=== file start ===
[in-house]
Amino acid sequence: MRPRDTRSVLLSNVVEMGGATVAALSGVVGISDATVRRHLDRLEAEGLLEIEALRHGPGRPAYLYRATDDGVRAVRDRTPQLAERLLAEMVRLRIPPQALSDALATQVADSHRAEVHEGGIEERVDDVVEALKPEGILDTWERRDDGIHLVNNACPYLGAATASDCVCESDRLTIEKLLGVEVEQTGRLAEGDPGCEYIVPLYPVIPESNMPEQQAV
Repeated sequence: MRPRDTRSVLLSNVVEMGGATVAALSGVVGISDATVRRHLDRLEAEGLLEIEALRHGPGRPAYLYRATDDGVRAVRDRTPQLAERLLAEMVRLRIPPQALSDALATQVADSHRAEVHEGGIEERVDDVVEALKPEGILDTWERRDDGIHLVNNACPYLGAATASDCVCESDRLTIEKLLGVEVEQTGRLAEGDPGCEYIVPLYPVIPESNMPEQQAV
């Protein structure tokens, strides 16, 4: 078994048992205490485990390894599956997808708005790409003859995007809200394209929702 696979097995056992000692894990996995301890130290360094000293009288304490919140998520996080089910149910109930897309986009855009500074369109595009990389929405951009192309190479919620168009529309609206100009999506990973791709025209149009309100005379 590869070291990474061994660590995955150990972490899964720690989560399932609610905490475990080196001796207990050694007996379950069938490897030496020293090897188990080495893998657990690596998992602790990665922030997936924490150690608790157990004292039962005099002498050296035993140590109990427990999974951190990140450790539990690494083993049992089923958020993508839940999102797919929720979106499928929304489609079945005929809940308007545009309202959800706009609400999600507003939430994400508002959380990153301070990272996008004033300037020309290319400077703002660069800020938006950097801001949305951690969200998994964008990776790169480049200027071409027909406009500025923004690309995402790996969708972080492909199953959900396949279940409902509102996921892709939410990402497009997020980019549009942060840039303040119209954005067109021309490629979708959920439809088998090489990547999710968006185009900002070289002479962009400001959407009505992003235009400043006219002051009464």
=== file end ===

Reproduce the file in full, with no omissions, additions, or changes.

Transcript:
[in-house]
Amino acid sequence: MRPRDTRSVLLSNVVEMGGATVAALSGVVGISDATVRRHLDRLEAEGLLEIEALRHGPGRPAYLYRATDDGVRAVRDRTPQLAERLLAEMVRLRIPPQALSDALATQVADSHRAEVHEGGIEERVDDVVEALKPEGILDTWERRDDGIHLVNNACPYLGAATASDCVCESDRLTIEKLLGVEVEQTGRLAEGDPGCEYIVPLYPVIPESNMPEQQAV
Repeated sequence: MRPRDTRSVLLSNVVEMGGATVAALSGVVGISDATVRRHLDRLEAEGLLEIEALRHGPGRPAYLYRATDDGVRAVRDRTPQLAERLLAEMVRLRIPPQALSDALATQVADSHRAEVHEGGIEERVDDVVEALKPEGILDTWERRDDGIHLVNNACPYLGAATASDCVCESDRLTIEKLLGVEVEQTGRLAEGDPGCEYIVPLYPVIPESNMPEQQAV
């Protein structure tokens, strides 16, 4: 078994048992205490485990390894599956997808708005790409003859995007809200394209929702 696979097995056992000692894990996995301890130290360094000293009288304490919140998520996080089910149910109930897309986009855009500074369109595009990389929405951009192309190479919620168009529309609206100009999506990973791709025209149009309100005379 590869070291990474061994660590995955150990972490899964720690989560399932609610905490475990080196001796207990050694007996379950069938490897030496020293090897188990080495893998657990690596998992602790990665922030997936924490150690608790157990004292039962005099002498050296035993140590109990427990999974951190990140450790539990690494083993049992089923958020993508839940999102797919929720979106499928929304489609079945005929809940308007545009309202959800706009609400999600507003939430994400508002959380990153301070990272996008004033300037020309290319400077703002660069800020938006950097801001949305951690969200998994964008990776790169480049200027071409027909406009500025923004690309995402790996969708972080492909199953959900396949279940409902509102996921892709939410990402497009997020980019549009942060840039303040119209954005067109021309490629979708959920439809088998090489990547999710968006185009900002070289002479962009400001959407009505992003235009400043006219002051009464």